LA Trip is a two-person alternative-rock band hailing from Fredericksburg, VA. They are comprised of Bobby Barber (lead guitarist/bassist/vocalist/lyricist) and Sean O’Neill (drummer). The two practiced only a handful of times before deciding that they would perform some of Barber’s tracks live. By August of this year, they were ready to record and did so in less than a week. They already have huge plans: Two more albums on the horizon and they’re heading to LA once Barber has finished his contract with the Marines.
Their self-titled eleven-track debut release LA Trip opens with “Hey You.” A slow guitar arpeggio grows, supported by a snapping, precise, punchy drum beat and Barber’s lead vocals. This is a melancholic, angst-fueled track boasting such bitter lines as: “Don’t listen to me” and “I’m just a boy with nothing to lose / You’re just a girl / Lost and confused.” While it never builds into a musically-overwhelming crescendo, the heartfelt lyrics and passionate vocals are what progress the song onwards; Barber spirals into the depths of despair by the song’s close.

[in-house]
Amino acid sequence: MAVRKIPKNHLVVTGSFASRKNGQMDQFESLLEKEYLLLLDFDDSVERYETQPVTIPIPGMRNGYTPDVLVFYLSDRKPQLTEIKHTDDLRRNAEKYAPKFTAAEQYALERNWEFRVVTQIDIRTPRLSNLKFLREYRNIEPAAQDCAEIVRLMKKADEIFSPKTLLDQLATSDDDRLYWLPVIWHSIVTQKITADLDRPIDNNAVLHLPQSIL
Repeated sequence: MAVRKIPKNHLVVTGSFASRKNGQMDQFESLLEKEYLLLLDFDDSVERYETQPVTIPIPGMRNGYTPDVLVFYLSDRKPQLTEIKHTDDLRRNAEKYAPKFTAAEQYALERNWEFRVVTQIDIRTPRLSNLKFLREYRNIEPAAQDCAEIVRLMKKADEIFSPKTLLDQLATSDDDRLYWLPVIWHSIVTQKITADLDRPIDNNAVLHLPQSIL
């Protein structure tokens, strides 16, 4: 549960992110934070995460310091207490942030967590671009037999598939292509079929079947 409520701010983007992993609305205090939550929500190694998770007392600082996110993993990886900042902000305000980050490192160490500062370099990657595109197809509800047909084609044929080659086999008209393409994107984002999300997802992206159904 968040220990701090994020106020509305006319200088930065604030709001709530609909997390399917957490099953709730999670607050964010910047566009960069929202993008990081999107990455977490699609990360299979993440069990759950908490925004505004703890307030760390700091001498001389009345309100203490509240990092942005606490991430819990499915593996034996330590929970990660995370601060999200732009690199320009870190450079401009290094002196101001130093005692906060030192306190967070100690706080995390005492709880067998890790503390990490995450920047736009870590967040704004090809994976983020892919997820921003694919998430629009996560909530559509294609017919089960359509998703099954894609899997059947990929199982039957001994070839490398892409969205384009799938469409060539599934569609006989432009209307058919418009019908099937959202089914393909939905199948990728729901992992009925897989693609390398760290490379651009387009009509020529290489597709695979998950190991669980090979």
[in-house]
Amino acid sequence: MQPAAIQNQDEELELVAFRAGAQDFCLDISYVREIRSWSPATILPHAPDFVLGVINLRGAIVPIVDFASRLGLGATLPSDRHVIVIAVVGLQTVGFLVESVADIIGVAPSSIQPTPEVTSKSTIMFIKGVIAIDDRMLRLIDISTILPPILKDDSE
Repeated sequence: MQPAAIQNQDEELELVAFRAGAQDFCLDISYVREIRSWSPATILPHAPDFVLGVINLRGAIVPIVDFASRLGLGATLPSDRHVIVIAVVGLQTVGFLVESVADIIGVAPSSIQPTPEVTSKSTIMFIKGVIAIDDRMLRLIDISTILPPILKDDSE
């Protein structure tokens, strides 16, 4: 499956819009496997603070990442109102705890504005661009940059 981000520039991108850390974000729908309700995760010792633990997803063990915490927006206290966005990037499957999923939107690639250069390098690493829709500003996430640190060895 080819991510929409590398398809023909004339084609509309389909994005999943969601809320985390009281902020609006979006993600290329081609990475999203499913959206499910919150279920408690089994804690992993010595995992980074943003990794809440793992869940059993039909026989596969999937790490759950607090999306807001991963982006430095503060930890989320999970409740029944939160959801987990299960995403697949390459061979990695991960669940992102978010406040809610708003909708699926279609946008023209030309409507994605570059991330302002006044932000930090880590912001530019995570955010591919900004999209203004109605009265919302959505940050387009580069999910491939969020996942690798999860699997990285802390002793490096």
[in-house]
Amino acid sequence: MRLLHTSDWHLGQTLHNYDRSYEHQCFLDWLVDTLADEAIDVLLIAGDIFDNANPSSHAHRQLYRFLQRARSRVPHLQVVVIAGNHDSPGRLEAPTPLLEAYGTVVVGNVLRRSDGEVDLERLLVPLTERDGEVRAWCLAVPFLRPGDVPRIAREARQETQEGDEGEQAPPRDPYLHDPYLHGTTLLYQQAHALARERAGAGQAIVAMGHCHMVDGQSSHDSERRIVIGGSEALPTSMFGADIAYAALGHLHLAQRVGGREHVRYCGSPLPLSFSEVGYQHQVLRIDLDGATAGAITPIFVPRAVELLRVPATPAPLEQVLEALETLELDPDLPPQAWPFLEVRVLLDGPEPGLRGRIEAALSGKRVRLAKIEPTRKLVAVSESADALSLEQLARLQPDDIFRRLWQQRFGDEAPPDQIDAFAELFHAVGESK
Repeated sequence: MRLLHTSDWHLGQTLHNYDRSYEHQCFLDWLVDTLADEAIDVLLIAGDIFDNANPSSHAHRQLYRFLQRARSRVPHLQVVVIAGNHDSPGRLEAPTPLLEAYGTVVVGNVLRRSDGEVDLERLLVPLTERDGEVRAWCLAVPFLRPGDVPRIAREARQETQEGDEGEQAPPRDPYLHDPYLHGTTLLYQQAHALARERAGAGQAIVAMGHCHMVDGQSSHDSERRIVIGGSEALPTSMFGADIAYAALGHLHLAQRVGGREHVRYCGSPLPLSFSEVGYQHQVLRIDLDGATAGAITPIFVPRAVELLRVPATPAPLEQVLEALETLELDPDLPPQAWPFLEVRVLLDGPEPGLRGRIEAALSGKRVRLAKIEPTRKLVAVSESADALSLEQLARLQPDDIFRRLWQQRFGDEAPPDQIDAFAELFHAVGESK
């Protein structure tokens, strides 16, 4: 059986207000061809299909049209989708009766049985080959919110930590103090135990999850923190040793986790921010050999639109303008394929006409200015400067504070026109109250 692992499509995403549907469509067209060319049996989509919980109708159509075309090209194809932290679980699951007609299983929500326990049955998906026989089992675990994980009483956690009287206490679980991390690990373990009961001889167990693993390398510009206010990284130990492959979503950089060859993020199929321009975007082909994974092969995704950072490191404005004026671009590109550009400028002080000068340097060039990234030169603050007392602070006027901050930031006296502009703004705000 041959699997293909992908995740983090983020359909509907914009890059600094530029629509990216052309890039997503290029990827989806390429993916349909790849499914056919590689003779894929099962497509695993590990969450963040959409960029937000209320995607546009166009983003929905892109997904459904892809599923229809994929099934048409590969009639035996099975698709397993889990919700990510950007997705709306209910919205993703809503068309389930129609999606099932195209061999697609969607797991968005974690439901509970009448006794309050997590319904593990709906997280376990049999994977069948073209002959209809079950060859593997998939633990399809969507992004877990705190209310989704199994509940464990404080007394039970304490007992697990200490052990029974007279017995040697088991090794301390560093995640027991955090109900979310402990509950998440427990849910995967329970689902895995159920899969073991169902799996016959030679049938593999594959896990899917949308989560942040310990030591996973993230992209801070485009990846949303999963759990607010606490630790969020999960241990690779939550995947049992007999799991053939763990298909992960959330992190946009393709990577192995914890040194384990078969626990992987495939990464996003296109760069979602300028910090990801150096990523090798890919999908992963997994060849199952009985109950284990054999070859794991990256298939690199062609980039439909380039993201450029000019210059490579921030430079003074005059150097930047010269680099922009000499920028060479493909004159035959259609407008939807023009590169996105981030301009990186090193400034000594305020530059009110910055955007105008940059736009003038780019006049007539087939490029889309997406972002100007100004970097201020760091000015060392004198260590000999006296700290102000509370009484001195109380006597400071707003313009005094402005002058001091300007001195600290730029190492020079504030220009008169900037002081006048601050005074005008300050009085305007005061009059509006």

“Crutch” takes a much different approach to the opener. It’s composed of a smashed-up drum beat, fuzzy guitar and tinny, but electrifying, vocals. This two-minute burst of punk is brought to life by screeching guitars and vocals alike; the peak is the chorus, during which Barber piercingly claims that “You’re my crutch / Yeah, you’re my crutch.” This was a welcome surprise and one which marks a sudden change for the album.
This garage-punk style continues on “Cloud” which is one of the standout tracks on the album. Barber’s vocals really explode into full effect, again making use of the tinny, megaphone effect to blend his powerful voice with distorted guitar chords and create a catchy, noisy mess. An apocalyptic guitar solo emerges from nowhere, supported by crunchy drum filler and unhinged cymbal crashes. Embracing an intensely-dark garage-rock chorus with open arms, this new breed of music suits LA Trip perfectly. They’ve certainly found their sound.
All in all, this self-titled album is a real testament to LA Trip’s abilities. Perhaps the opener could have been something different, but I only say that because the following tracks were so good. I wasn’t quite expecting such a bombastic album at the beginning, but I loved the change in direction. Still, I would’ve been happy with a gentler aesthetic too. I can’t wait to see where LA Trip goes next.
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